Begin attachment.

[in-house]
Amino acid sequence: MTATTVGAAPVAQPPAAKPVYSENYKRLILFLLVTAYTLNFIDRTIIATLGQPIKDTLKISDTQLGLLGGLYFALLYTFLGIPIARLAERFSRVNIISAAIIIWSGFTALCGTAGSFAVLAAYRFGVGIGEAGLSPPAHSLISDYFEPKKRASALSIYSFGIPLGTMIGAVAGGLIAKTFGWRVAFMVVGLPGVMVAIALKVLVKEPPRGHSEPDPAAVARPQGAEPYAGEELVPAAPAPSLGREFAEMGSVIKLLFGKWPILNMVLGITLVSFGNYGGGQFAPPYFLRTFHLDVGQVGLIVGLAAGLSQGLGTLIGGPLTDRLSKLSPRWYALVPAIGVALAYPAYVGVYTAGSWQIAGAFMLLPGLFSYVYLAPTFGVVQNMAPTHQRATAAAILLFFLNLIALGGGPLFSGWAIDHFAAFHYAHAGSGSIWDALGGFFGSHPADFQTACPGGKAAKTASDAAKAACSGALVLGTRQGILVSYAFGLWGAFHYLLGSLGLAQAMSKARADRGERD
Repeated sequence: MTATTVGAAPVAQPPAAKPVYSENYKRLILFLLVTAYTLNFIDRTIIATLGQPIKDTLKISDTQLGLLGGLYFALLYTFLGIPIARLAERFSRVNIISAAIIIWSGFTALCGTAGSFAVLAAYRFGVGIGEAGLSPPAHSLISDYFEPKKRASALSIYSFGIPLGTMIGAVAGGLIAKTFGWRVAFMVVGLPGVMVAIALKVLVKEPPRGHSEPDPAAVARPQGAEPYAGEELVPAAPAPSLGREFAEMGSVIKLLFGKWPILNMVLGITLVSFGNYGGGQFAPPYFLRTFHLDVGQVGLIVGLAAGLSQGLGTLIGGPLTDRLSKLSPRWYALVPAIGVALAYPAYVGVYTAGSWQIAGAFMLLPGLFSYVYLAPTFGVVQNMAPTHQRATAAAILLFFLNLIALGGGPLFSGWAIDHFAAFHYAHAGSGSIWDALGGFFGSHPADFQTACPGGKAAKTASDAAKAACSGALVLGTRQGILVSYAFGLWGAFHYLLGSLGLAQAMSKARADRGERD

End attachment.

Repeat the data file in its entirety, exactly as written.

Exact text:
[in-house]
Amino acid sequence: MTATTVGAAPVAQPPAAKPVYSENYKRLILFLLVTAYTLNFIDRTIIATLGQPIKDTLKISDTQLGLLGGLYFALLYTFLGIPIARLAERFSRVNIISAAIIIWSGFTALCGTAGSFAVLAAYRFGVGIGEAGLSPPAHSLISDYFEPKKRASALSIYSFGIPLGTMIGAVAGGLIAKTFGWRVAFMVVGLPGVMVAIALKVLVKEPPRGHSEPDPAAVARPQGAEPYAGEELVPAAPAPSLGREFAEMGSVIKLLFGKWPILNMVLGITLVSFGNYGGGQFAPPYFLRTFHLDVGQVGLIVGLAAGLSQGLGTLIGGPLTDRLSKLSPRWYALVPAIGVALAYPAYVGVYTAGSWQIAGAFMLLPGLFSYVYLAPTFGVVQNMAPTHQRATAAAILLFFLNLIALGGGPLFSGWAIDHFAAFHYAHAGSGSIWDALGGFFGSHPADFQTACPGGKAAKTASDAAKAACSGALVLGTRQGILVSYAFGLWGAFHYLLGSLGLAQAMSKARADRGERD
Repeated sequence: MTATTVGAAPVAQPPAAKPVYSENYKRLILFLLVTAYTLNFIDRTIIATLGQPIKDTLKISDTQLGLLGGLYFALLYTFLGIPIARLAERFSRVNIISAAIIIWSGFTALCGTAGSFAVLAAYRFGVGIGEAGLSPPAHSLISDYFEPKKRASALSIYSFGIPLGTMIGAVAGGLIAKTFGWRVAFMVVGLPGVMVAIALKVLVKEPPRGHSEPDPAAVARPQGAEPYAGEELVPAAPAPSLGREFAEMGSVIKLLFGKWPILNMVLGITLVSFGNYGGGQFAPPYFLRTFHLDVGQVGLIVGLAAGLSQGLGTLIGGPLTDRLSKLSPRWYALVPAIGVALAYPAYVGVYTAGSWQIAGAFMLLPGLFSYVYLAPTFGVVQNMAPTHQRATAAAILLFFLNLIALGGGPLFSGWAIDHFAAFHYAHAGSGSIWDALGGFFGSHPADFQTACPGGKAAKTASDAAKAACSGALVLGTRQGILVSYAFGLWGAFHYLLGSLGLAQAMSKARADRGERD